Tuesday, January 22, 2013

Devotional: Religious differences

Ezekiel 37:15-28 (NIV)

15 The word of the Lord came to me: 16 “Son of man, take a stick of wood and write on it, ‘Belonging to Judah and the Israelites associated with him.’ Then take another stick of wood, and write on it, ‘Belonging to Joseph (that is, to Ephraim) and all the Israelites associated with him.’ 17 Join them together into one stick so that they will become one in your hand.

18 “When your people ask you, ‘Won’t you tell us what you mean by this?’ 19 say to them, ‘This is what the Sovereign Lord says: I am going to take the stick of Joseph—which is in Ephraim’s hand—and of the Israelite tribes associated with him, and join it to Judah’s stick. I will make them into a single stick of wood, and they will become one in my hand.’ 20 Hold before their eyes the sticks you have written on 21 and say to them, ‘This is what the Sovereign Lord says: I will take the Israelites out of the nations where they have gone. I will gather them from all around and bring them back into their own land. 22 I will make them one nation in the land, on the mountains of Israel. There will be one king over all of them and they will never again be two nations or be divided into two kingdoms. 23 They will no longer defile themselves with their idols and vile images or with any of their offenses, for I will save them from all their sinful backsliding,[a] and I will cleanse them. They will be my people, and I will be their God.

24 “‘My servant David will be king over them, and they will all have one shepherd. They will follow my laws and be careful to keep my decrees. 25 They will live in the land I gave to my servant Jacob, the land where your ancestors lived. They and their children and their children’s children will live there forever, and David my servant will be their prince forever. 26 I will make a covenant of peace with them; it will be an everlasting covenant. I will establish them and increase their numbers, and I will put my sanctuary among them forever. 27 My dwelling place will be with them; I will be their God, and they will be my people. 28 Then the nations will know that I the Lord make Israel holy, when my sanctuary is among them forever.’”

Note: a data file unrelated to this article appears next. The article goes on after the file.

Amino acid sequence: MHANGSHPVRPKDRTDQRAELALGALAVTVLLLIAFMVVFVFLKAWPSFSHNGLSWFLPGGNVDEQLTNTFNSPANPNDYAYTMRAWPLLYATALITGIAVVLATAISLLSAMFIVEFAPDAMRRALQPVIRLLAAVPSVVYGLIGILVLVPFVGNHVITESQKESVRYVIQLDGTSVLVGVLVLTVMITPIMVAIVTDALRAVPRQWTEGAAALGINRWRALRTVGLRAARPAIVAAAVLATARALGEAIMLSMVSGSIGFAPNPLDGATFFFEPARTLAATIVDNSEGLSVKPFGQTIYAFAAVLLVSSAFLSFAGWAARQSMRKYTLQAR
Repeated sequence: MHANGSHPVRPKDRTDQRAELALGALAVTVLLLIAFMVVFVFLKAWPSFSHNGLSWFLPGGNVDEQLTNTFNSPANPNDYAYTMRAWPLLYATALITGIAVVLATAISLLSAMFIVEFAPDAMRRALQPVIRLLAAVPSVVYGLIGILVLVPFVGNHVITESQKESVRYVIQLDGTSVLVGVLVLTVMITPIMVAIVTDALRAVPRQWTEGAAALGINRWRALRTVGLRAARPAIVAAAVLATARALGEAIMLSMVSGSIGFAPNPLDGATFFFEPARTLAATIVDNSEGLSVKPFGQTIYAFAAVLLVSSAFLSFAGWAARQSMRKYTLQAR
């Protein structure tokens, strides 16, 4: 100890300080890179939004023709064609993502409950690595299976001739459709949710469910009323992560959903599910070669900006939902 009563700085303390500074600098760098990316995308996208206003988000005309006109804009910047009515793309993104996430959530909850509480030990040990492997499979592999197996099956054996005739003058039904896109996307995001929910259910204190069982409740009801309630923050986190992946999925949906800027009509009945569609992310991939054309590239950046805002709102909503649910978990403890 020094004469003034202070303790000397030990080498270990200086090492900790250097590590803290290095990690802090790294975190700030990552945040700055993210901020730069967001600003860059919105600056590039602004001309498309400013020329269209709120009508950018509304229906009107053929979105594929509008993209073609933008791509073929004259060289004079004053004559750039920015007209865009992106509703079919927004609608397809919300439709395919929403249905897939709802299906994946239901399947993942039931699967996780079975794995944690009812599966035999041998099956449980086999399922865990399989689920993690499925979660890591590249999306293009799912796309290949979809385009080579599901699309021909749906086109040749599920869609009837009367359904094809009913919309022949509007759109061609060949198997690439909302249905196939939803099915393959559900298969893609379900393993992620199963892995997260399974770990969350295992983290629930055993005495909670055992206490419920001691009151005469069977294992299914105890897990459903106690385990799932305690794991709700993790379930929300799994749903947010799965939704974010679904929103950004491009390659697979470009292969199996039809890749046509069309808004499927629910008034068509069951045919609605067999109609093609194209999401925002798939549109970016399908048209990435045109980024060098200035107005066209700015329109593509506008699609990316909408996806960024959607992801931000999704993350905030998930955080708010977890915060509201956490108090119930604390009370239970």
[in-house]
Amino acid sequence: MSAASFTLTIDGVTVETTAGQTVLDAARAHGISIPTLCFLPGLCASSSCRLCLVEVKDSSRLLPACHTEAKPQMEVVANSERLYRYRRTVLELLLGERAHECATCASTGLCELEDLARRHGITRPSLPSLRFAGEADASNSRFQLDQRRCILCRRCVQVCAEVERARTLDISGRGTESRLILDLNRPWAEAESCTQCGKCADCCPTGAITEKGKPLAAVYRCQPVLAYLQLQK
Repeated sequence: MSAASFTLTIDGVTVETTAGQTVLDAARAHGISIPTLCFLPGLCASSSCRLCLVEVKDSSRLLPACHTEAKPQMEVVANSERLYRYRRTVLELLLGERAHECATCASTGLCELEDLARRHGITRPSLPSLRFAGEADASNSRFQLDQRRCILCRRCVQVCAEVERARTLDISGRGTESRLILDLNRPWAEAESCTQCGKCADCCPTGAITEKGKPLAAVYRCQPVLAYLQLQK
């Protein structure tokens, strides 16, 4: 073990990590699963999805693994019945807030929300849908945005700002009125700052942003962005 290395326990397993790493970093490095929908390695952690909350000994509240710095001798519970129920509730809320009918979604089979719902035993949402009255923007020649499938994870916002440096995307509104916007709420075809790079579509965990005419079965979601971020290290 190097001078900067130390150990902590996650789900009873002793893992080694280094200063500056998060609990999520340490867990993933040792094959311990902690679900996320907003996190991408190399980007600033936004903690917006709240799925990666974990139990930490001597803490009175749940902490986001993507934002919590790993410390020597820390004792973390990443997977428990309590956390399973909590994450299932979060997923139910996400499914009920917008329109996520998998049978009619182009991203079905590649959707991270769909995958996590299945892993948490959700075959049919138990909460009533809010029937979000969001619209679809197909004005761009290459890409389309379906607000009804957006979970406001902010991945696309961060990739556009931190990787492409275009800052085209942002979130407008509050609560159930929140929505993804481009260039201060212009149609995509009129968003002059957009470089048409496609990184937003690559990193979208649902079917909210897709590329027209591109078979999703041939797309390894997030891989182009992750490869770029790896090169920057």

Ephesians 4:1-6 (NIV)

4 As a prisoner for the Lord, then, I urge you to live a life worthy of the calling you have received. 2 Be completely humble and gentle; be patient, bearing with one another in love. 3 Make every effort to keep the unity of the Spirit through the bond of peace. 4 There is one body and one Spirit, just as you were called to one hope when you were called; 5 one Lord, one faith, one baptism; 6 one God and Father of all, who is over all and through all and in all.

John 13:1-15 (NIV)
Words of Christ in red

13 It was just before the Passover Festival. Jesus knew that the hour had come for him to leave this world and go to the Father. Having loved his own who were in the world, he loved them to the end.

2 The evening meal was in progress, and the devil had already prompted Judas, the son of Simon Iscariot, to betray Jesus. 3 Jesus knew that the Father had put all things under his power, and that he had come from God and was returning to God; 4 so he got up from the meal, took off his outer clothing, and wrapped a towel around his waist. 5 After that, he poured water into a basin and began to wash his disciples’ feet, drying them with the towel that was wrapped around him.

6 He came to Simon Peter, who said to him, “Lord, are you going to wash my feet?”

7 Jesus replied, “You do not realize now what I am doing, but later you will understand.

8 “No,” said Peter, “you shall never wash my feet.”

Jesus answered, “Unless I wash you, you have no part with me.

9 “Then, Lord,” Simon Peter replied, “not just my feet but my hands and my head as well!”

10 Jesus answered, “Those who have had a bath need only to wash their feet; their whole body is clean. And you are clean, though not every one of you.” 11 For he knew who was going to betray him, and that was why he said not every one was clean.

12 When he had finished washing their feet, he put on his clothes and returned to his place. “Do you understand what I have done for you?” he asked them. 13 “You call me ‘Teacher’ and ‘Lord,’ and rightly so, for that is what I am. 14 Now that I, your Lord and Teacher, have washed your feet, you also should wash one another’s feet. 15 I have set you an example that you should do as I have done for you."

What do these scriptures have in common that makes you think about being united with Christians of other denominations and communities?

This is one of those questions that is deceptively simple, but by no means easy to work with once you actually get into it.